Another key organization in the Gulf is Pelagios Kakunjá, founded in 2010 by Mexican researchers and scientists. Its focus is data collection on shark and other open water species, for use in regional management and conservation strategies. Its two co-founders are also Mission Blue’s Gulf of California Hope Spot champions—Dr. James Ketchum and Dr. Mauricio Hoyos, who both specialize in shark research.

Dr. Ketchum has studied sharks and rays for over 15 years and is considered a specialist on whale sharks in the Gulf of California and hammerhead sharks in the Galapagos Islands. His shark migration research helped fuel the creation of the Revillagigedo Archipelago MPA, which is the largest in North America and is a recently-minted Mission Blue Hope Spot. Dr. Ketchum was kind enough to answer some questions on his work in the Gulf.

 

Dr. James Ketchum of Pelagios Kakunja and Kip Evans, Mission Blue Director of Expeditions & Photography (c) Pelagios Kakunja

 

MB: After a 2015 expedition to the Gulf of California Hope Spot, Mission Blue reported the existence of 27 MPA’s, or 8% of the Gulf’s marine area, of which only 1% were ‘no take’ zones where removing living things from the water is forbidden. Policy-wise, has there been movement in a positive direction on these fronts since then? 

JK: There has been progress in that regard due to the establishment of the Parque Nacional Revillagigedo in 2017. However, since 2018 this progress stopped because the new administration is not interested in creating new MPAs in Mexico. With the progress stalled, there are no signs that the Mexican government will do something about it. They just basically closed the door to more MPAs in Mexico.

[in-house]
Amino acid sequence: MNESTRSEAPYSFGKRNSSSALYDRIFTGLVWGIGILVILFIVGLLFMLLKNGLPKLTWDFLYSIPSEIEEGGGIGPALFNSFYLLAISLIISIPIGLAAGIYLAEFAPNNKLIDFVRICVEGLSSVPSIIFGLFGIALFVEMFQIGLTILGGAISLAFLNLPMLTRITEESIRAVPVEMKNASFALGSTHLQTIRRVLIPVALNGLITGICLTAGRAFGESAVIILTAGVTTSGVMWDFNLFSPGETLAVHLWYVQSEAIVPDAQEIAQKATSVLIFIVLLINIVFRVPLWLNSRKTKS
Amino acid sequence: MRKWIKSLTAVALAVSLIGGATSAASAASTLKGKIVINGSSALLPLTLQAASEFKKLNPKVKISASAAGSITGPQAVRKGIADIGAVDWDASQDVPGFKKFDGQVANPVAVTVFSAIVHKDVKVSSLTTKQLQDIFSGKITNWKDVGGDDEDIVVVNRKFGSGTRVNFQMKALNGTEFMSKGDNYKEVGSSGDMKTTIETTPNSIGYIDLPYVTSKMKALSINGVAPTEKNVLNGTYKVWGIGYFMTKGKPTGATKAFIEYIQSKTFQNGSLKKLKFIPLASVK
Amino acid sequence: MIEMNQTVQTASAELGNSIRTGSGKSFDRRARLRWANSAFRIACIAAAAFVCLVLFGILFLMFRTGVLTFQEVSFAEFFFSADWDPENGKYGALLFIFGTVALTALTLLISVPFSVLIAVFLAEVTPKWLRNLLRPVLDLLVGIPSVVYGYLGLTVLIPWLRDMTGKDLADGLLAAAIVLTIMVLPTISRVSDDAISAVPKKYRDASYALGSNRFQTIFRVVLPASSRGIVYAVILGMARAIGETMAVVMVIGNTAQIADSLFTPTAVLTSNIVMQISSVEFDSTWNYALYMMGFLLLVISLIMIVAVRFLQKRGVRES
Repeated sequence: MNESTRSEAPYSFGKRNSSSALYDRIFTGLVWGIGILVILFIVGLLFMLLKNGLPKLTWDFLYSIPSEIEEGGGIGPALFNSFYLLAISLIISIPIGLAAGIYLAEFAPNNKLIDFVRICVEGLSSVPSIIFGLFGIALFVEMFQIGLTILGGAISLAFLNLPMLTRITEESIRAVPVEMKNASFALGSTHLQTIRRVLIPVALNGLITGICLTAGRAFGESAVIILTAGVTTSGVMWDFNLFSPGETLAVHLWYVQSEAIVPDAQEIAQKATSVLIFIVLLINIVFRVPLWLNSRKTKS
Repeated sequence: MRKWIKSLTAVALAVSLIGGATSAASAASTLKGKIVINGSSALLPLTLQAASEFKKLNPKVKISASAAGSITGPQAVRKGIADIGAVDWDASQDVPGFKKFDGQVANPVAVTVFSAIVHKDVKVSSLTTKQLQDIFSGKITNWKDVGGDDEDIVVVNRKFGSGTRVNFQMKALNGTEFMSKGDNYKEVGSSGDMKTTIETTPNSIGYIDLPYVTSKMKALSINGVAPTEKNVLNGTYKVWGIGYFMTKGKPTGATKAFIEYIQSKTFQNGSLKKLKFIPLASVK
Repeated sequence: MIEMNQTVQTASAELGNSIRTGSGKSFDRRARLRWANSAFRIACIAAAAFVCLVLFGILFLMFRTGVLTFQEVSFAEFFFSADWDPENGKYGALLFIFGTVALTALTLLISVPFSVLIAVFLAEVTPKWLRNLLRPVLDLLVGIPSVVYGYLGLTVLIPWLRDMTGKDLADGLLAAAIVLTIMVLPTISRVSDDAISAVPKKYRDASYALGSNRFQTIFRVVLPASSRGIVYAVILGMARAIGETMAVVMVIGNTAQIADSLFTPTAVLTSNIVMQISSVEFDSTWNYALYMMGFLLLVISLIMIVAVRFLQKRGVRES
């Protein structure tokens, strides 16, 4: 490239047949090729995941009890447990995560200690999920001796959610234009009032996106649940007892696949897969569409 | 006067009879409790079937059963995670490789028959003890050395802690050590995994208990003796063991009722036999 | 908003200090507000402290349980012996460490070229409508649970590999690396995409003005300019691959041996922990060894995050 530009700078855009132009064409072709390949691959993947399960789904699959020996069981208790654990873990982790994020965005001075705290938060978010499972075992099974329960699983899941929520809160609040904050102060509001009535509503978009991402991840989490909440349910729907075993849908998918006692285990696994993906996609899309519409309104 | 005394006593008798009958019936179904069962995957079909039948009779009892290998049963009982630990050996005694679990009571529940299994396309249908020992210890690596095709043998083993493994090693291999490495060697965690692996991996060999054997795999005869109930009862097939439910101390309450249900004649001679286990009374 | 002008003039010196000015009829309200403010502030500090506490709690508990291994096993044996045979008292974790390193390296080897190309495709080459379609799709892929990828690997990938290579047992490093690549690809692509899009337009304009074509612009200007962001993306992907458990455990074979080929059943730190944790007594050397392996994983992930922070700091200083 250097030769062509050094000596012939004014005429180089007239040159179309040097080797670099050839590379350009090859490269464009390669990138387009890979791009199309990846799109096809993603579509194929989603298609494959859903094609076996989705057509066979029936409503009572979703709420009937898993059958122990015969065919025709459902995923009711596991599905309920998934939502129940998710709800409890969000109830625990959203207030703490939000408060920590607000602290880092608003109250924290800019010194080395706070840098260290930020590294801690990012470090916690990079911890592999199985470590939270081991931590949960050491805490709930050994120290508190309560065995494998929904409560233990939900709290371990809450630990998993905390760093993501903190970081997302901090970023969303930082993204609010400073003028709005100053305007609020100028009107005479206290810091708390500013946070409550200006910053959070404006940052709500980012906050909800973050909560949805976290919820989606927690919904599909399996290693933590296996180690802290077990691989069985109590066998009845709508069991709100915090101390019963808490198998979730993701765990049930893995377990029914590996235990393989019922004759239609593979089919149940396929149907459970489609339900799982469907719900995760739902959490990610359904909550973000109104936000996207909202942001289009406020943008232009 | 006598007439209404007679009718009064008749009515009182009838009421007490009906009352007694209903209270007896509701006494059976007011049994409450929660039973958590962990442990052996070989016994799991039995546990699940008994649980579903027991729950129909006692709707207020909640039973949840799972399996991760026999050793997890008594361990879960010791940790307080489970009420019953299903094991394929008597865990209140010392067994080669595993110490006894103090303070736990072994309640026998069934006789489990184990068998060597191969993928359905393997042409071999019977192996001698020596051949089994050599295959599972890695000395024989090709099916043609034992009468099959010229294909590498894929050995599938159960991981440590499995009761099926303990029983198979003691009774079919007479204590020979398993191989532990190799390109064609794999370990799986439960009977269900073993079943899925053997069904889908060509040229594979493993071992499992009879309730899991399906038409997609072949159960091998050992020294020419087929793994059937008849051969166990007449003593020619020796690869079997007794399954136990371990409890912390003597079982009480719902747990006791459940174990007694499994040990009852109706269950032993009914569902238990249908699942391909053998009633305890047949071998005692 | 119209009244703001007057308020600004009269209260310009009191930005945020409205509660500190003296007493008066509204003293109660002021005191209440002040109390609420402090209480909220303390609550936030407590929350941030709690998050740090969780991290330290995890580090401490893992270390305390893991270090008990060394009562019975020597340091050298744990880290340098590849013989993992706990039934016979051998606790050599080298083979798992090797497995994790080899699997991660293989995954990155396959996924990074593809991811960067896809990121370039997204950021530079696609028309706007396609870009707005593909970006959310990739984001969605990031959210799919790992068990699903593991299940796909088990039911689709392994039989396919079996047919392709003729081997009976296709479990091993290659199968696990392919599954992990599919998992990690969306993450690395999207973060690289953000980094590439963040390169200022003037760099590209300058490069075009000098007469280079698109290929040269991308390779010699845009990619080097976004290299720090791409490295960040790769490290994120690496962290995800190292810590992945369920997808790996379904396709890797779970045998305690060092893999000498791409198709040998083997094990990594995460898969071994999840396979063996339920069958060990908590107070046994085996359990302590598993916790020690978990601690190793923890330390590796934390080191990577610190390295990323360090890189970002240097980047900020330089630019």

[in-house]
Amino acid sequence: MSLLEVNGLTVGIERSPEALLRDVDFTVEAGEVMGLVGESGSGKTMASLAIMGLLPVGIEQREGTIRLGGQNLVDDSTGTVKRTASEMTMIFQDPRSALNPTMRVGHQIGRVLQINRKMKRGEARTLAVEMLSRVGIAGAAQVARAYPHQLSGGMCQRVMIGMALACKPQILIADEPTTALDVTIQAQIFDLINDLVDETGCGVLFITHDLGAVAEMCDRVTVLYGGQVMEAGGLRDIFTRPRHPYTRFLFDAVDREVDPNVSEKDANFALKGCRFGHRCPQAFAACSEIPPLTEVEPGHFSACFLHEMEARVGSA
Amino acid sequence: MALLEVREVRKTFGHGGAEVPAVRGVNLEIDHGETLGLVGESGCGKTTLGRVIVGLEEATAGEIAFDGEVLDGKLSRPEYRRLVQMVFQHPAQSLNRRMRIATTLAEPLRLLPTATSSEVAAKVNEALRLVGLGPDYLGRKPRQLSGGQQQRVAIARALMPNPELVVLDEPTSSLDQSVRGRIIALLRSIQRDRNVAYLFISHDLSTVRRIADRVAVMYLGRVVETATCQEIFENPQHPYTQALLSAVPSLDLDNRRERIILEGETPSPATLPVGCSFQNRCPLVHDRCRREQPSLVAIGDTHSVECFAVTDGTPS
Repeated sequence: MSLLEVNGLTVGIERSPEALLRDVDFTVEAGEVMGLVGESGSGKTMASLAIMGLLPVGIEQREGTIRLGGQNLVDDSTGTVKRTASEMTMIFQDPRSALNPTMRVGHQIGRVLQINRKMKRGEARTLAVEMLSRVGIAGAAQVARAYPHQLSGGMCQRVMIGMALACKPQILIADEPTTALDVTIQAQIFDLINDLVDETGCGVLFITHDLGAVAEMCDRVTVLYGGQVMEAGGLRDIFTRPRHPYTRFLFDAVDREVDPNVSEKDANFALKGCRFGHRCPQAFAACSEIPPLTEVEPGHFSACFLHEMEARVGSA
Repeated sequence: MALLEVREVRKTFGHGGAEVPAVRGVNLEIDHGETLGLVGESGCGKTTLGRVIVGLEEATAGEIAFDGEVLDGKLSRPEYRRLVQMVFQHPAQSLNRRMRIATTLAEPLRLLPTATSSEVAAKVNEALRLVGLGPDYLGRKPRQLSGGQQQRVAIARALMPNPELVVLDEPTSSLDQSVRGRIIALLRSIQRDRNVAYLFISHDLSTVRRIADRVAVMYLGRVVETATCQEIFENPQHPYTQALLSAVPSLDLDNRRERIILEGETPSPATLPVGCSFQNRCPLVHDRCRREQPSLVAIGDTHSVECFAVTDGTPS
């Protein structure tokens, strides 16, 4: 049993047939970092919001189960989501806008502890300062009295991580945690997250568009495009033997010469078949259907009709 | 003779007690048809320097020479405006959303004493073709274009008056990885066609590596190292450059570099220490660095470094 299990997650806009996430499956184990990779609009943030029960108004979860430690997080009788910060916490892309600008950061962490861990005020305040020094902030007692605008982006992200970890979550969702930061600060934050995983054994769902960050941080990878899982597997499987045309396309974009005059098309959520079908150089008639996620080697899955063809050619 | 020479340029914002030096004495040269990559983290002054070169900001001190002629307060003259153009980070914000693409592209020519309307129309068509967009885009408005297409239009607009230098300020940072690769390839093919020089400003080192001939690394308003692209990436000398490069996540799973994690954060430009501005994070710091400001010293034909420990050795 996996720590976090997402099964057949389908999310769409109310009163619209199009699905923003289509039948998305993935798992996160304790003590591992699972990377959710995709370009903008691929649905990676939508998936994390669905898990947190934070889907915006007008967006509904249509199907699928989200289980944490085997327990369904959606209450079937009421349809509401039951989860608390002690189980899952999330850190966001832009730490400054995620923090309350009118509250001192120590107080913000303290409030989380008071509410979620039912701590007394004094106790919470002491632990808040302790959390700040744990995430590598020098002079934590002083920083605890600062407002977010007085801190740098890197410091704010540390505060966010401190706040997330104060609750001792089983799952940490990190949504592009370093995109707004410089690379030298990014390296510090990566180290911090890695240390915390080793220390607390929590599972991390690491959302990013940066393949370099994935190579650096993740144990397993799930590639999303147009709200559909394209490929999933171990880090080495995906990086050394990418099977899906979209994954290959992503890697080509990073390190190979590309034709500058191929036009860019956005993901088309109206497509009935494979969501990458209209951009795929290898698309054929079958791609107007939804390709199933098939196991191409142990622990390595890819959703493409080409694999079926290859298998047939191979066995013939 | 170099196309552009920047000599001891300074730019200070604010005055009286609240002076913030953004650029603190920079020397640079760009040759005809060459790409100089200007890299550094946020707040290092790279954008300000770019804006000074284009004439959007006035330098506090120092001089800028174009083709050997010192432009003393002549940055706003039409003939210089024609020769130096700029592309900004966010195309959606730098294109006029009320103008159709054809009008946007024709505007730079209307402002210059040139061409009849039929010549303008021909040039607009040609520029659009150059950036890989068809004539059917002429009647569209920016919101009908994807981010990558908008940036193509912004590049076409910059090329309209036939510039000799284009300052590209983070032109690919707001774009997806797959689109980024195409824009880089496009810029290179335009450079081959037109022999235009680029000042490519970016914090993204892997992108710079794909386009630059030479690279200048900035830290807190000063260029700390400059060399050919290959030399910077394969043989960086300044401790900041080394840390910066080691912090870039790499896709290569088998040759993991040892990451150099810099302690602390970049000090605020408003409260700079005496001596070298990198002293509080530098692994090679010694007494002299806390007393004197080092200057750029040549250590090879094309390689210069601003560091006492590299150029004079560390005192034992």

MB: What role does the nonprofit you co-founded in 2010, Pelagios Kakunjá, play in working with the Mexican government to designate more protections in these waters?

JK: Pelagios Kakunjá played a very important role in the designation of the new MPA Parque Nacional Revillagigedo. Thanks to our studies of connectivity and movement of sharks and mantas within the Archipelago, we were able to design the expansion of the old marine reserve. This became Parque Nacional Revillagigedo.

Besides contributing scientific data to the expansion of the marine protected area in Revillagigedo, we’ve also designed an MPA in the Southern Gulf of California supported with scientific data. We’re still working on the policy part of it; it has not yet been submitted to the Mexican government.

We work quite closely with the government through CONANP (National Commission of Marine Protected Areas) in Cabo Pulmo for the conservation and management of sharks, same in Guadalupe Island, Espiritu Santo Island, and Revillagigedo.

 

Dr. Sylvia Earle diving in the Gulf (c) Kip Evans

 

 

MB: In what ways do you feel hopeful about the efforts to protect the future of the Gulf of California’s ecosystems and marine species?

JK: I feel very hopeful that we can successfully create the new MPA in the Gulf of California, in part thanks to our strong partnership with Mission Blue who has been a key player in creating international pressure on the Mexican government realize how important MPA creation is.

Right now we are going on the wrong direction, so we need to fix that. We feel that in Mexico no one will listen to us, but if we keep partnering with Mission Blue and other international organizations that apply outside pressure, the Mexican government can change their view and look in the right direction—which is to create more MPAs, like the rest of the world.

 

Dr. James Ketchum